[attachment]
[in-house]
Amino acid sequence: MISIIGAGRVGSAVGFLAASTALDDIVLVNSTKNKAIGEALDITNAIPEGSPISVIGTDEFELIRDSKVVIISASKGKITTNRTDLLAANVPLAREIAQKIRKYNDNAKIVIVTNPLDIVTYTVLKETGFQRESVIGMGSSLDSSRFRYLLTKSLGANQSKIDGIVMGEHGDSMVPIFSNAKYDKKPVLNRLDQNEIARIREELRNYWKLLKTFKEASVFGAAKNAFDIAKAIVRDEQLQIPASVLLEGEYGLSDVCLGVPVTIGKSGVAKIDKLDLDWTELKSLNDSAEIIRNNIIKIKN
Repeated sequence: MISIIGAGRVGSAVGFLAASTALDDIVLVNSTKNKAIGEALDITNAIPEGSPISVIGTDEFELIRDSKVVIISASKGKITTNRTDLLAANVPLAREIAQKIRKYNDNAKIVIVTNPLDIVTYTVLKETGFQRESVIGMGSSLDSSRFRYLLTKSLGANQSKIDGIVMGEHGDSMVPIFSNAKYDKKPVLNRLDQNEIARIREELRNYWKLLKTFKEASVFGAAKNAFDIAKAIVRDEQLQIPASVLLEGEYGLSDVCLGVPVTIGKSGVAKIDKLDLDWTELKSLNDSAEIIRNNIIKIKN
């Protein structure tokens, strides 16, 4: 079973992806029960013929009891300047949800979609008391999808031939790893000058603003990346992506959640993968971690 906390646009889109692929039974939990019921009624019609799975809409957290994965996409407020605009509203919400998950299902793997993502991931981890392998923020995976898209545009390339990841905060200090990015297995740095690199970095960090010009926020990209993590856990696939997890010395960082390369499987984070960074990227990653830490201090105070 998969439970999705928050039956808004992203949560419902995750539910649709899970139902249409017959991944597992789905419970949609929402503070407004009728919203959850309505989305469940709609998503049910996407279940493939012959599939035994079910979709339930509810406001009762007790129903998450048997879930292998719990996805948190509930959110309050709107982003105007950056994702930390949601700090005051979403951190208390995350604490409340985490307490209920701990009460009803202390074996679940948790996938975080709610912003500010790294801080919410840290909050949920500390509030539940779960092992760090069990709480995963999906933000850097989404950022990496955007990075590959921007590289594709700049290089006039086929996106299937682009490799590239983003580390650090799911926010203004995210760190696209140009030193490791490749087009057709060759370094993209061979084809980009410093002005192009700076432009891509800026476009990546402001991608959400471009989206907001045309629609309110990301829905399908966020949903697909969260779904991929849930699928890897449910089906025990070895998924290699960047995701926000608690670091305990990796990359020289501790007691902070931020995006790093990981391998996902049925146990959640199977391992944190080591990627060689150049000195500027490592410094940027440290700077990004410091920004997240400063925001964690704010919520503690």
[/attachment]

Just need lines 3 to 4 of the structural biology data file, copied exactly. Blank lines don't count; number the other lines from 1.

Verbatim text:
Repeated sequence: MISIIGAGRVGSAVGFLAASTALDDIVLVNSTKNKAIGEALDITNAIPEGSPISVIGTDEFELIRDSKVVIISASKGKITTNRTDLLAANVPLAREIAQKIRKYNDNAKIVIVTNPLDIVTYTVLKETGFQRESVIGMGSSLDSSRFRYLLTKSLGANQSKIDGIVMGEHGDSMVPIFSNAKYDKKPVLNRLDQNEIARIREELRNYWKLLKTFKEASVFGAAKNAFDIAKAIVRDEQLQIPASVLLEGEYGLSDVCLGVPVTIGKSGVAKIDKLDLDWTELKSLNDSAEIIRNNIIKIKN
């Protein structure tokens, strides 16, 4: 079973992806029960013929009891300047949800979609008391999808031939790893000058603003990346992506959640993968971690 906390646009889109692929039974939990019921009624019609799975809409957290994965996409407020605009509203919400998950299902793997993502991931981890392998923020995976898209545009390339990841905060200090990015297995740095690199970095960090010009926020990209993590856990696939997890010395960082390369499987984070960074990227990653830490201090105070 998969439970999705928050039956808004992203949560419902995750539910649709899970139902249409017959991944597992789905419970949609929402503070407004009728919203959850309505989305469940709609998503049910996407279940493939012959599939035994079910979709339930509810406001009762007790129903998450048997879930292998719990996805948190509930959110309050709107982003105007950056994702930390949601700090005051979403951190208390995350604490409340985490307490209920701990009460009803202390074996679940948790996938975080709610912003500010790294801080919410840290909050949920500390509030539940779960092992760090069990709480995963999906933000850097989404950022990496955007990075590959921007590289594709700049290089006039086929996106299937682009490799590239983003580390650090799911926010203004995210760190696209140009030193490791490749087009057709060759370094993209061979084809980009410093002005192009700076432009891509800026476009990546402001991608959400471009989206907001045309629609309110990301829905399908966020949903697909969260779904991929849930699928890897449910089906025990070895998924290699960047995701926000608690670091305990990796990359020289501790007691902070931020995006790093990981391998996902049925146990959640199977391992944190080591990627060689150049000195500027490592410094940027440290700077990004410091920004997240400063925001964690704010919520503690």